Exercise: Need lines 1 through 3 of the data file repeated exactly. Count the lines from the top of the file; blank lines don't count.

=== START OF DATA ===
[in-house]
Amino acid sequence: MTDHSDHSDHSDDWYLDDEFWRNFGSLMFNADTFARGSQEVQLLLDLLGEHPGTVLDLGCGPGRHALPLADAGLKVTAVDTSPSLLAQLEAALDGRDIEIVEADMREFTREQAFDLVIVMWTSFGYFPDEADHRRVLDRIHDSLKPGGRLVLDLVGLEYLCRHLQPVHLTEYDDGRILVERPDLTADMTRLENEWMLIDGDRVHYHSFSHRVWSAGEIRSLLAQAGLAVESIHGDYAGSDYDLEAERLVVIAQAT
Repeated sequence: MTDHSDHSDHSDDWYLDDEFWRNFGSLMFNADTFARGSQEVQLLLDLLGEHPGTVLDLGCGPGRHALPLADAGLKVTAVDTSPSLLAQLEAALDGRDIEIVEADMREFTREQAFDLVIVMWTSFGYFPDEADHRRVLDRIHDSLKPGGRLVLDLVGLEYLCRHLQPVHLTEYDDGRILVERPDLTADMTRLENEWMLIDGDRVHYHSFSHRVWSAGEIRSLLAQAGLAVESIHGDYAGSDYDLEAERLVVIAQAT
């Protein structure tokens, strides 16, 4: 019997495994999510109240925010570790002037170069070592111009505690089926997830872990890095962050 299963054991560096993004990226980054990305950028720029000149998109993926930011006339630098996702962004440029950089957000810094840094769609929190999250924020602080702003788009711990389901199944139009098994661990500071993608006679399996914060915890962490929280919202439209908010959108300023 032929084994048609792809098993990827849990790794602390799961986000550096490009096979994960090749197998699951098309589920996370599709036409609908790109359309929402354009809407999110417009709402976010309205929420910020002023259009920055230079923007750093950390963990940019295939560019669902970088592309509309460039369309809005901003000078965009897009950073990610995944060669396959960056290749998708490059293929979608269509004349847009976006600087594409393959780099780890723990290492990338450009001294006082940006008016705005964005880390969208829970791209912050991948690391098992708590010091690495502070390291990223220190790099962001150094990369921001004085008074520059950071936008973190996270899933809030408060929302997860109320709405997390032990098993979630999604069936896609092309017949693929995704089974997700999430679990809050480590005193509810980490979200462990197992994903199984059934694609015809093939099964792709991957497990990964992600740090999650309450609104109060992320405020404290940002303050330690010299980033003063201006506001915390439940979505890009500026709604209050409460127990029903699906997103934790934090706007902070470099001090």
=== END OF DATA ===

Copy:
[in-house]
Amino acid sequence: MTDHSDHSDHSDDWYLDDEFWRNFGSLMFNADTFARGSQEVQLLLDLLGEHPGTVLDLGCGPGRHALPLADAGLKVTAVDTSPSLLAQLEAALDGRDIEIVEADMREFTREQAFDLVIVMWTSFGYFPDEADHRRVLDRIHDSLKPGGRLVLDLVGLEYLCRHLQPVHLTEYDDGRILVERPDLTADMTRLENEWMLIDGDRVHYHSFSHRVWSAGEIRSLLAQAGLAVESIHGDYAGSDYDLEAERLVVIAQAT
Repeated sequence: MTDHSDHSDHSDDWYLDDEFWRNFGSLMFNADTFARGSQEVQLLLDLLGEHPGTVLDLGCGPGRHALPLADAGLKVTAVDTSPSLLAQLEAALDGRDIEIVEADMREFTREQAFDLVIVMWTSFGYFPDEADHRRVLDRIHDSLKPGGRLVLDLVGLEYLCRHLQPVHLTEYDDGRILVERPDLTADMTRLENEWMLIDGDRVHYHSFSHRVWSAGEIRSLLAQAGLAVESIHGDYAGSDYDLEAERLVVIAQAT